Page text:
The LaCie Big Disk Extreme++ 2TB enclosure is designed to operate in three modes of installation: standing upright on a desk with the included metal base (not a cheapo clip-on base, but a screw-mounted, slip-protected base), horizontally stacked with included rubber micro-pads, or rack mounted up to 4U in an optional $49.99 USD rack available though LaCie’s website. If you had the money to spend, you could get 8TB — eight mind-boggling terabytes — of storage in less than one square foot of space on your desk. Holy cow!

The 2TB Big Disk Extreme++ is cooled by heat dissipation and a very quiet, practically silent internal fan.

To keep the relatively expensive 2TB drive from going on walkabout, LaCie added a DEFCON cable lock port. With high-profile hardware like this, keeping the drive secure is just as important as keeping your data safe.

Additionally, LaCie took measures to help you manage power consumption in your office, at home, or wherever this 2TB drive is used. The power switch has three modes: off, on, and auto. Auto mode allows the drive to turn on when it is needed and hibernate when it’s not in use. For average types of use, this could cut power consumption by upwards of 75 percent.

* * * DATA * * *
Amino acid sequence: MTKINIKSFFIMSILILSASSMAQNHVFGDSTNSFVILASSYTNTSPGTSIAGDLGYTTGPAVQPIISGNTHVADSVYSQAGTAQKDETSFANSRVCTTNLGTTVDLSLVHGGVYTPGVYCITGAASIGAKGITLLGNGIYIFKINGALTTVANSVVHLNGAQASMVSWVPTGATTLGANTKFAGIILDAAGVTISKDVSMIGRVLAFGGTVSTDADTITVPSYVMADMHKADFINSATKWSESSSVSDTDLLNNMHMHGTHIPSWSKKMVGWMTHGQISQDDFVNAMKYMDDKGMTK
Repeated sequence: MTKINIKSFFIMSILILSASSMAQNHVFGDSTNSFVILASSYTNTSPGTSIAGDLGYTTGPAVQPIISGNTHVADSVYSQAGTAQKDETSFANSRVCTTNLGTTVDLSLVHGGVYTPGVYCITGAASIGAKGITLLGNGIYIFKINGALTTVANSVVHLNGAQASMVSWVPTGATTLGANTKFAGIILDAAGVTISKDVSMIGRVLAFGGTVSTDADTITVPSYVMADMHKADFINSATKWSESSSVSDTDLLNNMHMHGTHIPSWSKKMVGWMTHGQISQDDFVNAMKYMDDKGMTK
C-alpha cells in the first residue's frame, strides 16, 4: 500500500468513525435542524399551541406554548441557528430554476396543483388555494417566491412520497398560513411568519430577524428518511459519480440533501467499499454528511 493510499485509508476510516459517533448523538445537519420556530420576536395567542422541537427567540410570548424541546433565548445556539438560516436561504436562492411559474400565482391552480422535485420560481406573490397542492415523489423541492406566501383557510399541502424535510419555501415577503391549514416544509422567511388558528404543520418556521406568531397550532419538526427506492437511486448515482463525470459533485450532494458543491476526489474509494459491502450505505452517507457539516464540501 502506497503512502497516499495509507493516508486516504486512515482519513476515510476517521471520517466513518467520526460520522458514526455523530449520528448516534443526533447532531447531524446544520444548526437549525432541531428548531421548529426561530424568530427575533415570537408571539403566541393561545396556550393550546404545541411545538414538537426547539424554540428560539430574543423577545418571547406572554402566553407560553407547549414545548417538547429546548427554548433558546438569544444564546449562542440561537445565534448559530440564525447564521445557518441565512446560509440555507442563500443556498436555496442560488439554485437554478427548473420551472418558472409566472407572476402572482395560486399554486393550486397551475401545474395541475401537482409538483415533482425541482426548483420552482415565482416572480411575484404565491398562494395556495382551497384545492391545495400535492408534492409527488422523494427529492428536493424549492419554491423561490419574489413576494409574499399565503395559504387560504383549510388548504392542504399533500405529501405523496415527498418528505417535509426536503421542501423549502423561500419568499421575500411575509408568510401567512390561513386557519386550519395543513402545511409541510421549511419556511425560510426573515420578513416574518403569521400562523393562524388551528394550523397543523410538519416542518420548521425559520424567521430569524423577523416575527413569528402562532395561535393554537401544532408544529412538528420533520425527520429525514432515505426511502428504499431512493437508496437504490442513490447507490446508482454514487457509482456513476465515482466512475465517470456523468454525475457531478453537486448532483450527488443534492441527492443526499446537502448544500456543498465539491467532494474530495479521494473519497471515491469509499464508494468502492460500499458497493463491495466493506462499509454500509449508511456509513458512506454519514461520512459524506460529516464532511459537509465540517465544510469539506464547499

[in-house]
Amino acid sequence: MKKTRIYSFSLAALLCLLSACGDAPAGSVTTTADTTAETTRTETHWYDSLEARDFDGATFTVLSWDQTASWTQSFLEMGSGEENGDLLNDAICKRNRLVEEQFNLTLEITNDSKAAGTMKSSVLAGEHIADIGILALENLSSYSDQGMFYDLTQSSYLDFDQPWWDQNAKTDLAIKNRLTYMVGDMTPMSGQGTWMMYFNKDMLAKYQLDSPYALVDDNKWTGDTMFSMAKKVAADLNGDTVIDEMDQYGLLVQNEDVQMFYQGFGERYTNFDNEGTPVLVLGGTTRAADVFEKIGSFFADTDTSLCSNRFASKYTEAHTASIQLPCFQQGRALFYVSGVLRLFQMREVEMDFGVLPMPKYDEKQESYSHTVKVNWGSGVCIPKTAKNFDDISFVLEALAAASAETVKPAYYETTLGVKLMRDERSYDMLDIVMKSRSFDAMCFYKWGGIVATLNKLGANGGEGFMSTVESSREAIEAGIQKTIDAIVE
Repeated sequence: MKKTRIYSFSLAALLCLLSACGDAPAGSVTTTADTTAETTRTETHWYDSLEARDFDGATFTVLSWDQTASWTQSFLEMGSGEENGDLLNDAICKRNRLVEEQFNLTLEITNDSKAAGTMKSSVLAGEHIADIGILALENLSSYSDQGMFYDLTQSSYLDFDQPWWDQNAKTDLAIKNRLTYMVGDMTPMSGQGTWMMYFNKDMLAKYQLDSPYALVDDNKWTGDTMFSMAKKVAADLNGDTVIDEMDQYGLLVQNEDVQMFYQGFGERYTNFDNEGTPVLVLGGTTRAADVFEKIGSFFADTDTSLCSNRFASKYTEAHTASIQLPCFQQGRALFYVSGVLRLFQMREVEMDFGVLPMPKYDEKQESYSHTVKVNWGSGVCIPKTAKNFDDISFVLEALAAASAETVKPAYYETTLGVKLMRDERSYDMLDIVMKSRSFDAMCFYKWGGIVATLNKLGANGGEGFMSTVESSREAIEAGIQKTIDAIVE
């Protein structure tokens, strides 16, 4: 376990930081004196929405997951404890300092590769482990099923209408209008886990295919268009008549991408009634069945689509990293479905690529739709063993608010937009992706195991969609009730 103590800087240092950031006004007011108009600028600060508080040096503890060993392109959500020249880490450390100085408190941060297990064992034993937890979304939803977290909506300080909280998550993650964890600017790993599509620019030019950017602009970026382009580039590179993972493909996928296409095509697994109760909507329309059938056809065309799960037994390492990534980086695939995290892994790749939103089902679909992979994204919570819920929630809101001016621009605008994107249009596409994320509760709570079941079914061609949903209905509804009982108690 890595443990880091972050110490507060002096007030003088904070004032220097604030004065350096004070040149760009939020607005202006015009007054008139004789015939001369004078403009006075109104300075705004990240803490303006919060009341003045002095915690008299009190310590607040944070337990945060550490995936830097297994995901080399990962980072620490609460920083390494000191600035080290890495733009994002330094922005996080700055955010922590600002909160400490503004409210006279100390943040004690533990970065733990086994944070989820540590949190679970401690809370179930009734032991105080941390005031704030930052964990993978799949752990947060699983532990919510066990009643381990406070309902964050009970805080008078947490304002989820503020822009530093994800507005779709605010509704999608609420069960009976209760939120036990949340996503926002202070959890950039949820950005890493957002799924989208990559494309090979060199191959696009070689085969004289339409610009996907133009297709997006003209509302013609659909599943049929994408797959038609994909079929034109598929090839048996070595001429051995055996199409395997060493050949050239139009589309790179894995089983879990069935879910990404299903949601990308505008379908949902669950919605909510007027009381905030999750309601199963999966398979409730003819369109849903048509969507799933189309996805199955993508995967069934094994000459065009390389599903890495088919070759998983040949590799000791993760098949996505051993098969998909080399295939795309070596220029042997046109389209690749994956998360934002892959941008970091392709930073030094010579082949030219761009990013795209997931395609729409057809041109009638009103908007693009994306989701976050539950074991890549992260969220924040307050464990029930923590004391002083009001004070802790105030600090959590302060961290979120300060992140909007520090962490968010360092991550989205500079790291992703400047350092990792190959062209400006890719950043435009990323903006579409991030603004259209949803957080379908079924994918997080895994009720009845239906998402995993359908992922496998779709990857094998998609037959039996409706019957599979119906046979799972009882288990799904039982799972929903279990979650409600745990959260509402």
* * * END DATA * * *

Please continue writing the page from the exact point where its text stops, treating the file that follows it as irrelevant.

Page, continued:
Software

Another bonus with the LaCie 2TB drive is the included software. You get Silverlining Pro Utilities (Mac OS 9), Silverkeeper (OS 9 & OS X), and LaCie’s "1-Click" backup software. You’ll also get EMC’s Retrospect Express for Mac and Windows machines, which includes the LaCie "Shortcut Button" driver that allows you to customize what the blue button on the front of the 2TB drive does. The button can be assigned any number of actions: opening programs, websites, or — more apropos — initializing a backup. This feature works with Windows Vista, XP, and 2000, as well as with any Mac OS X 10.2.8 or higher.

LaCie Big Disk Extreme+ 2TB
The LaCie Big Disk Extreme+ connected to a MacBook Pro

Setup and Use

Setting up this 2TB Big Disk Extreme+ is easy, though you may need some muscle to heft the drive out of its packaging. Set the drive on a desk or table and plug the power adapter into the back of the enclosure and then into a wall outlet.